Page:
Lentiviral Vectors

The lentivirus harboring sh-PRDX1 or PRDX1 cDNA and control vectors were purchased from Jikai (Shanghai, China). Cells were infected with lentivirus at the multiplicity of infection (MOI) of 80, and the cells were cultured in medium with 2 μg/mL puromycin (Servicebio, China) for 1 week, and then cultured in medium with 1 μg/mL puromycin for 7 days to obtain stable cell lines with overexpression or knockdown of PRDX1. The names and sequences of the vectors were shown in Table 1.

Table 1 Sequences of All siRNAs Used in This Study

QRT-PCR Analysis

Total RNA was extracted using TRIZOL (TaKaRa, Japan) and was reverse transcribed into cDNA. PCR was performed by using SYBR Premix Ex Taq (TaKaRa). Amplification conditions were preheating at 95°C (30 seconds), amplified at 95°C (5 seconds) and 60°C (30 seconds) for 40 cycles. The data of qRT-PCR were calculated using the 2-ΔΔCt method. The primer sequences are listed in Table 2.

Table 2 Sequences of Primers Used in This Study

Western Blot Analysis

Western blot analysis was performed using a routine protocol as described previously.16 Antibodies used were against PRDX1 (OriGene, USA), E-cadherin, Vimentin, N-cadherin, snail, twist1 (all Abcam, UK), AKT, p-AKT, PI3K, p-PI3K, TRAF1 (all Cell Signaling Technology, USA), p65, p-p65, p53 (all Abcam), Ki67 (OriGene, USA), and GAPDH (Abcam).

Cell Proliferation Assay

The cells were seeded in 96-well plates and cultured for 4 days. The CCK-8 solution was then added according to instruction of the CCK-8 kit (Dojindo Laboratories, Kumamoto, Japan). After 2 hours incubation, the absorbance at 450 nm was measured using a microplate reader (BIORAD, iMark Microplate Reader, USA).

Scratch Wound Healing Assay

The cells were seeded in 6-well plates at 4×105/well per well. When the cells were completely confluent at the bottom wall, three scratches were made in each well with a micro-tip. Cells were rinsed gently twice with PBS to remove the detached cells. The plates were placed in an incubator for 24 hours and photographed under a microscope.

Migration and Invasion Assays

For migration assay, cells were prepared as a suspension of 1×105 cells/mL in serum-free medium. A 24-well culture plate was used as the lower chamber, and a transwell chamber was used as the upper chamber. A total of 600 µL of culture medium containing 20% fetal bovine serum was added to each well of the lower chamber, and 100 µL of the cell suspension was added to the upper chamber. The culture plate was placed in an incubator for 24 hours, and then the lower chamber was washed. The chamber was immersed in paraformaldehyde for 30 minutes at room temperature and rinsed. After staining with 0.1% crystal violet for 10 minutes and rinsing, photographs were taken under a microscope. The number of cells was counted in three random fields, and the average number of migrated cells was calculated. Invasion assay was basically the same as migration assay except the chamber was percolated with matrigel.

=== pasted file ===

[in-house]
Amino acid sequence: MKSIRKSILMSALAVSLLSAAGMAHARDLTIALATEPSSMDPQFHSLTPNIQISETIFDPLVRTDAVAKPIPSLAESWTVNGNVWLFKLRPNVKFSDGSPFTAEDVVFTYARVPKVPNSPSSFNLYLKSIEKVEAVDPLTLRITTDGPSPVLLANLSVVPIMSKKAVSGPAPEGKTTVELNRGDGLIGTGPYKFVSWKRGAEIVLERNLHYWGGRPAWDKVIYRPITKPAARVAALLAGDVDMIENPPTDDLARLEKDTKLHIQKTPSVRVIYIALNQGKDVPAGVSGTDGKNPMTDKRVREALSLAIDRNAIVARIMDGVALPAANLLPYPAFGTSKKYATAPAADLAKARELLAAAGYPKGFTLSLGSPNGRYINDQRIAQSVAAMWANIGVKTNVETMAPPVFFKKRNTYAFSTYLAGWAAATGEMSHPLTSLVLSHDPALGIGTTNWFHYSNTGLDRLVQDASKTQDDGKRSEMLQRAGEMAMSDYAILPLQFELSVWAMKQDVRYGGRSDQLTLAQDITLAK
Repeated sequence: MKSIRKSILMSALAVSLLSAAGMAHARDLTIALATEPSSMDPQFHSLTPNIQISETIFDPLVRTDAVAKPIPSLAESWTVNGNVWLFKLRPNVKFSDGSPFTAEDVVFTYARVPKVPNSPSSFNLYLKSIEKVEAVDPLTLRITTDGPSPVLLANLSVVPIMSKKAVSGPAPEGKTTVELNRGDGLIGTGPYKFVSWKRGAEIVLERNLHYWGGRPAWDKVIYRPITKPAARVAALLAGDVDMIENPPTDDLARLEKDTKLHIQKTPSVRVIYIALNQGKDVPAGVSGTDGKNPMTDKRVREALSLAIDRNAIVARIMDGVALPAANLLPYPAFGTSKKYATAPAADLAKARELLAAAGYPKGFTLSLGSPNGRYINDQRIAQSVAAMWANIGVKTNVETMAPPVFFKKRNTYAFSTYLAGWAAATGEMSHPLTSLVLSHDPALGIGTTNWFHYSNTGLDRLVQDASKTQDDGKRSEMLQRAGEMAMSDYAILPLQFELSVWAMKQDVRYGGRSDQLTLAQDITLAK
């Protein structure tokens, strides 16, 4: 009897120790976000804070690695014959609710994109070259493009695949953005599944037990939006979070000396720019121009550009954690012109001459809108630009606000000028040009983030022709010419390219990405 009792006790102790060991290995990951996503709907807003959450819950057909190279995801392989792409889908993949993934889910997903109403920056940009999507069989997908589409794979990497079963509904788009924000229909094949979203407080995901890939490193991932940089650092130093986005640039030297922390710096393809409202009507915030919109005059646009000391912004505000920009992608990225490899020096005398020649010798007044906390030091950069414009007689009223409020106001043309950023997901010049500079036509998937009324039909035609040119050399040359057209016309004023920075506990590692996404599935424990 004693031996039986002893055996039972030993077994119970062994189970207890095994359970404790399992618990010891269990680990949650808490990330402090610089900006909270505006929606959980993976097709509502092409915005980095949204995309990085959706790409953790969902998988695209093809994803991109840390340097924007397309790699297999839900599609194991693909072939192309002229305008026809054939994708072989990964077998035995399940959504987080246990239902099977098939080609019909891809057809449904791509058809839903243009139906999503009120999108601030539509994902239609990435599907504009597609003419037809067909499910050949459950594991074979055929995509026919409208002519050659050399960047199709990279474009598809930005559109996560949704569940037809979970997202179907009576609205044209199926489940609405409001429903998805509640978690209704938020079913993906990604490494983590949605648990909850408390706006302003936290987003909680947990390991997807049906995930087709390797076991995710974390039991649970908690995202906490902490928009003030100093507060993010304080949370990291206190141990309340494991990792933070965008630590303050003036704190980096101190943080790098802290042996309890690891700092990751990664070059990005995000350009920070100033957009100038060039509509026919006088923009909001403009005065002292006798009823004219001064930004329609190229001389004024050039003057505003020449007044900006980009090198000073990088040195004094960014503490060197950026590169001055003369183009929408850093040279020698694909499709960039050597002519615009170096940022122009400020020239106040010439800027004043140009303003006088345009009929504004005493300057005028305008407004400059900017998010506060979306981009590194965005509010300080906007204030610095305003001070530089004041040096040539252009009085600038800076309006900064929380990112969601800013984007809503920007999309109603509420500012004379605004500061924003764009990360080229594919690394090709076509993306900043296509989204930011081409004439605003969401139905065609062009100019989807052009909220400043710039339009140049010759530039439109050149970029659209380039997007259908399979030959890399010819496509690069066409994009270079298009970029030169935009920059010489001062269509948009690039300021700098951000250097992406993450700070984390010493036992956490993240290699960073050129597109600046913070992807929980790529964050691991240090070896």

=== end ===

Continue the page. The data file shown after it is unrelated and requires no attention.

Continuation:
Animal Xenograft

Animal experiments were approved by the Animal Use and Care Committee of Sichuan University with strict accordance of the Chinese National Guidelines for Experimental Animal Welfare. 5-week old BALB/c nude mice (weight 16–18 g) were purchased from the Animal Laboratory Center of West China Hospital (China). PRDX1 overexpression or knockdown cell lines and control cells were inoculated subcutaneously under the right axilla of nude mice, and the tumor size was measured every 3 days.

Transcriptome Sequencing

Total RNA was isolated from CNE2 cells using the Trizol Reagent (Invitrogen), and the quality and integrity were determined using a NanoDrop spectrophotometer (Thermo Scientific). For mRNA sequencing, a Ribo-Zero rRNA Removal Kit (Illumina, San Diego, CA, USA) and random oligonucleotides and SuperScript III were used to synthesize the first strand cDNA. Second strand cDNA synthesis was subsequently performed using DNA Polymerase I and RNase H. Remaining overhangs were converted into blunt ends via exonuclease/polymerase activities and the enzymes were removed. After adenylation of the 3′ ends of the DNA fragments, Illumina PE adapter oligonucleotides were ligated to prepare for hybridization. To select cDNA fragments of the preferred 300 bp in length, the library fragments were purified using the AMPure XP system (Beckman Coulter, Beverly, CA, USA). DNA fragments with ligated adaptor molecules on both ends were selectively enriched using an Illumina PCR Primer Cocktail in a 15 cycle PCR reaction. Products were purified (AMPure XP system) and quantified using the Agilent high sensitivity DNA assay on a Bioanalyzer 2100 system (Agilent). The library was then sequenced on a NextSeq 500 platform (Illumina) by Shanghai Personal Biotech.

Statistical Analysis

Statistical analysis was performed using the SPSS 22.0 software package and GraphPad Prism 7.0. All experimental results were expressed as the mean±standard deviation (SD). Comparisons were performed using variance analysis. The clinical characteristics and expression of PRDX1 were evaluated by χ2 test. Survival analysis was performed using the Kaplan-Meier method and Log rank test. P<0.05 was considered statistically significant.

Results

PRDX1 Expression is Decreased in NPC Tissues

According to univariate analysis, we evaluated the association between PRDX1 expression and clinicopathological characteristics (Table 3). PRDX1 expression had no significant association with gender, age, tumor size, histological grade, and clinical stage (all P>0.05). Kaplan-Meier survival curves showed that both local recurrence rate (Figure 1A) and distant metastasis rate (Figure 1B) in patients with PRDX1 positive expression were less than the control group (P=0.037 and P=0.04, respectively). Typical IHC staining of PRDX1 in NPC tissues is shown in Figure 1C. PRDX1 positive expression (staining scores >3) was 34.83% (31/89). These data suggest that PRDX1 may be a tumor suppressor in NPC.